Today we begin our new year at the Eucharistic Celebration. We thank God for Mary, Jesus' mother..
ST. BASIL AND ST. GREGORY NAZIANZEN
Sts. Basil and Gregory were born in Asia Minor in the year 330. This area is modern-day Turkey..
St. Genevieve was born around 422 in Nanterre, a small village four miles from Paris. While still very young..
ST. ELIZABETH ANN SETON
St. Elizabeth was called "Mother Seton" by everyone knew her by when she died on January 4, 1821..
ST. JOHN NEUMANN
St. John Neumann was not only quiet, he was short-five feet, two inches tall. His eyes were very kind..
BLESSED ANDRE BESSETTE
St. Alfred Bessette was born on August 9, 1845, not far from Montreal, Canada. He was the eighth..
ST. RAYMOND OF PENYAFORT
St. Raymond was born between 1175 and 1180 in a little town near Barcelona, Spain. He was educated at..
St. Thorfinn's life were discovered in details long after his death. He died in 1285, in a monastery in Belgium. Fifty years later, his tomb..
ST. JULIAN AND ST. BASILISSA
St. Julian and St. Basilissa were husband and wife. They lived in the early part of the fourth century.
St. William came from a wealthy French family. Even as a boy, he did not waste time fooling around or being idle.
St. Theodosius was born in Asia Minor in 423. As a young man, he set out on pilgrimage to the Holy Land.
ST. MARGUERITE BOURGEOYS
St. Marguerite was born in Troyes, France, on April 17, 1620, but spent most of her eighty years in..
ST. HILLARY OF POITIERS
St. Hilary was born into a pagan family on 315 in Poitiers, a town in France. His family was rich and well-known. Hilary received a good education.
St. Macrina and her husband learned the high price of being true to their Christian beliefs.
ST. PAUL THE HERMIT
St. Paul was born into a Christian family in the year 229. They lived in Thebes, Egypt. Paul's parents showed him by their own lives how to love God..
ST. BERARD AND COMPANIONS
Six Franciscan friars accepted from St. Francis of Assisi an assignment to go to Morocco. They were to announce Christianity to the Muslims.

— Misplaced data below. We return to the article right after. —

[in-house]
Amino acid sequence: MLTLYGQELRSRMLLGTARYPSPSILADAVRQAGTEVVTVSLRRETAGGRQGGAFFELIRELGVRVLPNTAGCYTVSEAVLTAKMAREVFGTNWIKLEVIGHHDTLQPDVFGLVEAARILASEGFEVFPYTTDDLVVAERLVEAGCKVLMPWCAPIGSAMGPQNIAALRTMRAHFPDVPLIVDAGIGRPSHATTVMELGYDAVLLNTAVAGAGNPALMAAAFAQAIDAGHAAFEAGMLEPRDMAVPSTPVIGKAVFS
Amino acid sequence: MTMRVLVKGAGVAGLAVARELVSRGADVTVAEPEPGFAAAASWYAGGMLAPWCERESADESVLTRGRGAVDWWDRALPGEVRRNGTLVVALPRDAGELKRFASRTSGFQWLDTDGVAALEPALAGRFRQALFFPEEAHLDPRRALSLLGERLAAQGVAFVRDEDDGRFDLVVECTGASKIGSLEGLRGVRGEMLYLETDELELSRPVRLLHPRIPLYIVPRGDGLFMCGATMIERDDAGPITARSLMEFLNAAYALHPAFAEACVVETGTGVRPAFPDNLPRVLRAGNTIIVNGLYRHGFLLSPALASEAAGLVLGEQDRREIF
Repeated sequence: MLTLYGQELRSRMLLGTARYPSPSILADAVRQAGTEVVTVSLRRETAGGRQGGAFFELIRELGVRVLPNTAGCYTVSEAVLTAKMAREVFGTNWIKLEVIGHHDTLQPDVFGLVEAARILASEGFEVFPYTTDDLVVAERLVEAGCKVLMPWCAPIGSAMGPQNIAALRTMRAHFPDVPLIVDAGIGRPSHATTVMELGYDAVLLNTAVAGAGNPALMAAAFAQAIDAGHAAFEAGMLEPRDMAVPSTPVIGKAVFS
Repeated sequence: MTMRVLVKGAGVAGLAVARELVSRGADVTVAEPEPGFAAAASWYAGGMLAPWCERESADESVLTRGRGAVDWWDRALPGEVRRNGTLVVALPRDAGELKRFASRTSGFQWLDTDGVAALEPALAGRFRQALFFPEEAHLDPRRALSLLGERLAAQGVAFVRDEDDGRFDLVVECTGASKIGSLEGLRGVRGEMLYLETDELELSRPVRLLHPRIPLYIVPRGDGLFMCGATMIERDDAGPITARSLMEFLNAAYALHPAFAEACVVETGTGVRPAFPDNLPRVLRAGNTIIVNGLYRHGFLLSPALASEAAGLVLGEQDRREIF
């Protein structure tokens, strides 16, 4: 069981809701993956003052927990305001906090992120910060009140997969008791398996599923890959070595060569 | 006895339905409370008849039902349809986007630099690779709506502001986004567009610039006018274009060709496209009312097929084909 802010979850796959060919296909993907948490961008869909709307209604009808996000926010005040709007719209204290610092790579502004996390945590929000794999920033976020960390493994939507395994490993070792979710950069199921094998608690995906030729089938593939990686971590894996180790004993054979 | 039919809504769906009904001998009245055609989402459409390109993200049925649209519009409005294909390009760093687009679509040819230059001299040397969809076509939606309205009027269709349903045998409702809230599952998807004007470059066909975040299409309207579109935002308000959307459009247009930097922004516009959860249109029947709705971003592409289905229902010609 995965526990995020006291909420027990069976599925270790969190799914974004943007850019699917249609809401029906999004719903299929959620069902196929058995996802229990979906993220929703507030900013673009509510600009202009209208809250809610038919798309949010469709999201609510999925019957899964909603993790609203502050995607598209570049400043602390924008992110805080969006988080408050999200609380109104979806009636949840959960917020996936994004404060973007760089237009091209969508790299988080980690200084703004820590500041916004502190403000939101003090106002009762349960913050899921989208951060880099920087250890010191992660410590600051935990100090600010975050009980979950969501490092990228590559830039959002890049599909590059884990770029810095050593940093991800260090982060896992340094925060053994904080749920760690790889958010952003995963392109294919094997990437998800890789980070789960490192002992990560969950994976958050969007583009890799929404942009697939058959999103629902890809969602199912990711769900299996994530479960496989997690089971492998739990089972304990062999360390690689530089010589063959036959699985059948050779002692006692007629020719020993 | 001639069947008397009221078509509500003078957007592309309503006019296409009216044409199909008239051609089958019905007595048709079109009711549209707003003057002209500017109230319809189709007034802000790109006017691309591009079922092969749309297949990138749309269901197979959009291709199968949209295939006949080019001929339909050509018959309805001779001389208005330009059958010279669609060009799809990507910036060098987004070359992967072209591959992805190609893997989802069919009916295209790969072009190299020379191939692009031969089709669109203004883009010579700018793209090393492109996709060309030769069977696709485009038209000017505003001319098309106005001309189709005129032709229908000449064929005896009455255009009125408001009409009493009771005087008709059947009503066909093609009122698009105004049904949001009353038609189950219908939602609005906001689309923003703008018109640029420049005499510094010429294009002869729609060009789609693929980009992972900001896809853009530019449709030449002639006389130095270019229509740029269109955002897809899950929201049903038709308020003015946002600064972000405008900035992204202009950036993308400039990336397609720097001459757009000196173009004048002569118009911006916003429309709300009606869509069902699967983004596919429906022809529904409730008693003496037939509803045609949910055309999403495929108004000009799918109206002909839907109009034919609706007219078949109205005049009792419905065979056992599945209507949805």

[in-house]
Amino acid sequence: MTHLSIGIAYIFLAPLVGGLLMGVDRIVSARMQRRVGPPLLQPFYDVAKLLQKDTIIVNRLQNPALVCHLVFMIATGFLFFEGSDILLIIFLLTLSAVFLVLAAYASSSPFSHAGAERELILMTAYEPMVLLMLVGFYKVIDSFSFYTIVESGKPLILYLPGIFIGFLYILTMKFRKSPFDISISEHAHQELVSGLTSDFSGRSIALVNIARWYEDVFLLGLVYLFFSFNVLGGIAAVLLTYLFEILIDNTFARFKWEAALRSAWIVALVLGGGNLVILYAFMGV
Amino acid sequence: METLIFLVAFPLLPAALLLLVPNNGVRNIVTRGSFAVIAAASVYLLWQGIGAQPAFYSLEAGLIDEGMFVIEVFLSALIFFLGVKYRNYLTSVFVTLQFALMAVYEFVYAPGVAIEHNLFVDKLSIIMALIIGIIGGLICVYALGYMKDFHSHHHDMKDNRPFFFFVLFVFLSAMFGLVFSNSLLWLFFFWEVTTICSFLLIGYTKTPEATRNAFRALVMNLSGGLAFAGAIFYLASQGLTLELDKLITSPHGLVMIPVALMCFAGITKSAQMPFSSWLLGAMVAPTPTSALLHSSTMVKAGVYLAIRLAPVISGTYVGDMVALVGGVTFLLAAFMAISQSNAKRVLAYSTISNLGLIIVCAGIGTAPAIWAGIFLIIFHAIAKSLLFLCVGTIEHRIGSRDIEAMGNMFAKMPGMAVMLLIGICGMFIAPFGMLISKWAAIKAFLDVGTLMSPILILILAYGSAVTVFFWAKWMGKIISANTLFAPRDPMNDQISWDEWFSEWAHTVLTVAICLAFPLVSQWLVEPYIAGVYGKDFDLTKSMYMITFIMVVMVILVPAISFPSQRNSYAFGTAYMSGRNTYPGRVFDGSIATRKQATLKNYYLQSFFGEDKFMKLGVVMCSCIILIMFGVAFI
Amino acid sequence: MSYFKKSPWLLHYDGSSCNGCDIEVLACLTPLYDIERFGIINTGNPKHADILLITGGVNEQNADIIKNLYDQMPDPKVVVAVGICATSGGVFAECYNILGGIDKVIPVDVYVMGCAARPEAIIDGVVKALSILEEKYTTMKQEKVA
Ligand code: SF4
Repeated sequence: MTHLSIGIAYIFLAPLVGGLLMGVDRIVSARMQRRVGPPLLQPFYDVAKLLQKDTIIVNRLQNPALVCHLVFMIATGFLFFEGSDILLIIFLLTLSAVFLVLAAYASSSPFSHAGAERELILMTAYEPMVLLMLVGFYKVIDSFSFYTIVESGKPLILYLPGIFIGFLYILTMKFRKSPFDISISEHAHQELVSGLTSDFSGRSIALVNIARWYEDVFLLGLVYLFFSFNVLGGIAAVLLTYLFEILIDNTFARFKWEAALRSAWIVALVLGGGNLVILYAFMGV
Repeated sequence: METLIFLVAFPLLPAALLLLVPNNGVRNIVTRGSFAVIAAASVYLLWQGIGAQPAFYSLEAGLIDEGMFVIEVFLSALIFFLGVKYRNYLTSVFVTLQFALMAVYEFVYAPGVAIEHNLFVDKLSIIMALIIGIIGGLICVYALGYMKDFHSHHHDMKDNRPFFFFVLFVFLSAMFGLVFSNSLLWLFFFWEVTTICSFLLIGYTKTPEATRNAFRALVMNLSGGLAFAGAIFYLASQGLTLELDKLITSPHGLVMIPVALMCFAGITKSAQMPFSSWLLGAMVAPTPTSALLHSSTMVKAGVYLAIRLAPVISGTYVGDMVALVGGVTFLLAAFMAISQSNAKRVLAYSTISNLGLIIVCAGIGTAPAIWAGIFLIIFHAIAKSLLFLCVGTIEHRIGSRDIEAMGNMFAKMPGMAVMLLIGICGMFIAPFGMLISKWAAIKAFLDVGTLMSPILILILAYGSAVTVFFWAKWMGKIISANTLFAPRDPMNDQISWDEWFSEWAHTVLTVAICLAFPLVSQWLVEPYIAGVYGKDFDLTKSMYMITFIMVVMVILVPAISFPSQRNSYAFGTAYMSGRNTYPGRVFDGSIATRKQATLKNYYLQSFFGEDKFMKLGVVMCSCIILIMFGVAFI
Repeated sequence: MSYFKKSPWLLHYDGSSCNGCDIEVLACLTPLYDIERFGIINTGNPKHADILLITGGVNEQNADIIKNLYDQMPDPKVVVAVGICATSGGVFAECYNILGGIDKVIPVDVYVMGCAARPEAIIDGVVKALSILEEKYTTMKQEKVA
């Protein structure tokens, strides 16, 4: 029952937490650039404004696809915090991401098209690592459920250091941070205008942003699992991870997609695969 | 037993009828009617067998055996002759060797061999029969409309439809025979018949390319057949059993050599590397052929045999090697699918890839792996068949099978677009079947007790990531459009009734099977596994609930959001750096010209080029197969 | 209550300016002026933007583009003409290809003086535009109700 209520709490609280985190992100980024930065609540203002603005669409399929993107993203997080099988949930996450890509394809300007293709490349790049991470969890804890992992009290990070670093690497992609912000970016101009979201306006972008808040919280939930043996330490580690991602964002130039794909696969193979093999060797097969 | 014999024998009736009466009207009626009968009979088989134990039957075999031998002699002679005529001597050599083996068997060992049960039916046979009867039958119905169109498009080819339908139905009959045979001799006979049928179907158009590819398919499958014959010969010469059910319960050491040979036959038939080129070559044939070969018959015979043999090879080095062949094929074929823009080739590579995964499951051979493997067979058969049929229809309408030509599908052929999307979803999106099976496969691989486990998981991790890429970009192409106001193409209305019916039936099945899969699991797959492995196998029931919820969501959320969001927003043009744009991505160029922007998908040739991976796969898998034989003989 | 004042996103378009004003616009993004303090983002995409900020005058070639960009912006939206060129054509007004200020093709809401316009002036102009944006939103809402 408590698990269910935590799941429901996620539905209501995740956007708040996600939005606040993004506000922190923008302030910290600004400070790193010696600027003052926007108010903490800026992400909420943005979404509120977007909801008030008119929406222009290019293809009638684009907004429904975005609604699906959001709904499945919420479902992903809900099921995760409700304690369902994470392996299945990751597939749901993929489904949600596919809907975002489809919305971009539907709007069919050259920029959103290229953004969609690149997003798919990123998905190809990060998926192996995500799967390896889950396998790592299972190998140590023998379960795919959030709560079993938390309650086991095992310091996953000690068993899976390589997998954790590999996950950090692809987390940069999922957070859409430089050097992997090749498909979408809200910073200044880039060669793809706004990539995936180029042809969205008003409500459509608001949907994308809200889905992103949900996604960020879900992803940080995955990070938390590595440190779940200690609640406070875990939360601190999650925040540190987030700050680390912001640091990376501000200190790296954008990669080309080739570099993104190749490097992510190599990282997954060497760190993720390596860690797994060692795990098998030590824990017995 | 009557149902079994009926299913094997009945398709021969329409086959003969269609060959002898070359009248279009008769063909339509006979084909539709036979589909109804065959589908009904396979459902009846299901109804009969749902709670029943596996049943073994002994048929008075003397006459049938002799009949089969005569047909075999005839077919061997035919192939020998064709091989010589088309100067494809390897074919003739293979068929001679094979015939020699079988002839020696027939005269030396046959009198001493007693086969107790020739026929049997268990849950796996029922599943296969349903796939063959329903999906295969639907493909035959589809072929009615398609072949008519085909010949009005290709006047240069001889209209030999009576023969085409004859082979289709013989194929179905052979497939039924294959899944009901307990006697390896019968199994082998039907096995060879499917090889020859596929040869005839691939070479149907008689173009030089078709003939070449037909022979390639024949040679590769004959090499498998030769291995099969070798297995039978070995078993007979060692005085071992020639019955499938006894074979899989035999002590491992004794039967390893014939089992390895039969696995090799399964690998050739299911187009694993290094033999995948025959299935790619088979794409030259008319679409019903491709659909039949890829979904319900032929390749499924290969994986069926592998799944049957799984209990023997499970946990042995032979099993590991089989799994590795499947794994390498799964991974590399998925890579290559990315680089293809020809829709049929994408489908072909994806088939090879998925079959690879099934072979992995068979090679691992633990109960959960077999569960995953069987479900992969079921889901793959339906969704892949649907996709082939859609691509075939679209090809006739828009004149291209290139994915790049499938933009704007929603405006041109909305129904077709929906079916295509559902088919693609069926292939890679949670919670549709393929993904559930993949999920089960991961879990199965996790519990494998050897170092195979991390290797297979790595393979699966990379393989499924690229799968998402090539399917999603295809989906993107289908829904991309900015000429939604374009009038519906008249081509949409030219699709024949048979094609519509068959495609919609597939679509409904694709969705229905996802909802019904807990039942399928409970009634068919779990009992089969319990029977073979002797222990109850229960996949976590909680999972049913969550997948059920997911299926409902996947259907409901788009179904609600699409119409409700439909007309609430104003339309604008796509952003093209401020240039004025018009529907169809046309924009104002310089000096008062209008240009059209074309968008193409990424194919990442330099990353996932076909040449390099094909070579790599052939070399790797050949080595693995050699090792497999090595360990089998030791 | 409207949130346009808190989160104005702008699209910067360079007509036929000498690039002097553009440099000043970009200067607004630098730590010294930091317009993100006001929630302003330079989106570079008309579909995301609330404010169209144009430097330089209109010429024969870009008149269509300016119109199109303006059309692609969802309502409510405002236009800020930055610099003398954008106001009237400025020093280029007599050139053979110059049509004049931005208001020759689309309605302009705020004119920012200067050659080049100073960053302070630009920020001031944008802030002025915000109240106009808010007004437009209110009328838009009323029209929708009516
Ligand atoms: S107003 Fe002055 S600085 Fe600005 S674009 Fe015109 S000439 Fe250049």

ST. ANTHONY OF EGYPT
St. Anthony was born in 251 in a small village in Egypt. When he was twenty years old, his parents died. They left him a large estate and placed him in charge of the care of his young sister.
Blessed Christina lived in the sixteenth century. She was born in Abruzzi, Italy. Her baptismal name was Matthia. As she grew up, Matthia felt the call to a life of prayer and penance.
St. Canute was a strong, wise king of Denmark. He lived in the eleventh century. Canute was a great athlete, an expert horseman, and..
ST. FABIAN AND ST. SEBASTIAN
St. Fabian was a pope who died a martyr in 250. It was during the persecution by Emperor Decius.
St. Agnes was a Roman girl who died in 304. She was just twelve years old when she suffered martyrdom..
ST. VINCENT OF SARAGOSSA
St. Vincent was martyred in Spain in 304. This was the same year that Agnes was martyred in Rome.
ST. JOHN THE ALMSGIVER
St. John was a dedicated Christian nobleman. He used his wealth and position to help poor people. After his wife passed away, John became a priest and bishop. In 608, he was consecrated the patriarch of Alexandria..
ST. FRANCIS DE SALES
St. Francis was born at the de Sales castle in Savoy, France, on August 21, 1567. His wealthy family provided him with an excellent education. By the age of twenty-four, Francis was..
CONVERSION OF ST. PAUL
St. Paul lived at the time of Jesus but as far as we know they never met. Paul was first called Saul. As a young man, he was a very bright student of..
ST. TIMOTHY AND ST. TITUS
St. Timothy was born in Lycaonia in Asia Minor. His mother was a Jew and his father was a Gentile.
ST. ANGELA MERICI
St. Angela was born in the small Italian town of Desenzano, Italy, around 1474. Her parents died when she was ten. She and her only sister, who was three years older, loved each other..
ST. THOMAS AQUINAS
St. Thomas lived in the thirteenth century. He was the son of a noble family of Italy. He was very intelligent, but he never boasted about it. He knew that his mind was a gift from God.
St. Gildas was born around the year 500 in Britain. He set out as a young man to practice a self-sacrificing lifestyle.
St. Bathildis was a frightened, Christian English girl could have never imagined what her future would be like.
ST. JOHN BOSCO
St. John Bosco was born in Turin, Italy, on August 16, 1815. His parents were poor farmers. When John was two, his father died. John's mother struggled to keep the family together.
NEWS ARCHIVE & ACTIVITIES
- The Sacrament of Marriage
- Bishops Shield Pope Against BBC Assault
- Much Work Remain in Many Areas
- Vatican Appeals for Least Developed Countries
- Immaculate Conception of Mary
- Memorial of St. Frances Xavier Cabrini
- Feast of St. Jude the Miraculous Saint
- Miracle of Our Lady of Fatima